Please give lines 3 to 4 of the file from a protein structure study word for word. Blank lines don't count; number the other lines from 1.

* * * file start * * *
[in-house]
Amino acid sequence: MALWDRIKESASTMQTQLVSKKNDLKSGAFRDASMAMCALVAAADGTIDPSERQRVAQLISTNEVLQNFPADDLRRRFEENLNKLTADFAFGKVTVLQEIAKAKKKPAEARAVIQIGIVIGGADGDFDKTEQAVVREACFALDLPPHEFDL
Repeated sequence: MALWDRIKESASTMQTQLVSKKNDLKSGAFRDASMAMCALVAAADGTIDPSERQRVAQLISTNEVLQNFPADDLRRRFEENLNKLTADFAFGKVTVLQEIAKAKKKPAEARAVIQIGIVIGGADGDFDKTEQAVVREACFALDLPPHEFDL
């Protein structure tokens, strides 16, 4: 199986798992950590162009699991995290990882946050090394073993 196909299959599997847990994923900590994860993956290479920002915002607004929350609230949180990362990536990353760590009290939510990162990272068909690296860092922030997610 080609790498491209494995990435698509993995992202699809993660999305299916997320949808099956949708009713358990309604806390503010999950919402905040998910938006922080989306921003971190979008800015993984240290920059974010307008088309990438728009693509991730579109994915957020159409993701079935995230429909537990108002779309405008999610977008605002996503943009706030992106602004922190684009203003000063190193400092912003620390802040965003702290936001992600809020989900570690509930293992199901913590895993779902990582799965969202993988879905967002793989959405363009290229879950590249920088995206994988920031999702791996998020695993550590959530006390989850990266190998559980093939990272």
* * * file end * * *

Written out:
Repeated sequence: MALWDRIKESASTMQTQLVSKKNDLKSGAFRDASMAMCALVAAADGTIDPSERQRVAQLISTNEVLQNFPADDLRRRFEENLNKLTADFAFGKVTVLQEIAKAKKKPAEARAVIQIGIVIGGADGDFDKTEQAVVREACFALDLPPHEFDL
């Protein structure tokens, strides 16, 4: 199986798992950590162009699991995290990882946050090394073993 196909299959599997847990994923900590994860993956290479920002915002607004929350609230949180990362990536990353760590009290939510990162990272068909690296860092922030997610 080609790498491209494995990435698509993995992202699809993660999305299916997320949808099956949708009713358990309604806390503010999950919402905040998910938006922080989306921003971190979008800015993984240290920059974010307008088309990438728009693509991730579109994915957020159409993701079935995230429909537990108002779309405008999610977008605002996503943009706030992106602004922190684009203003000063190193400092912003620390802040965003702290936001992600809020989900570690509930293992199901913590895993779902990582799965969202993988879905967002793989959405363009290229879950590249920088995206994988920031999702791996998020695993550590959530006390989850990266190998559980093939990272």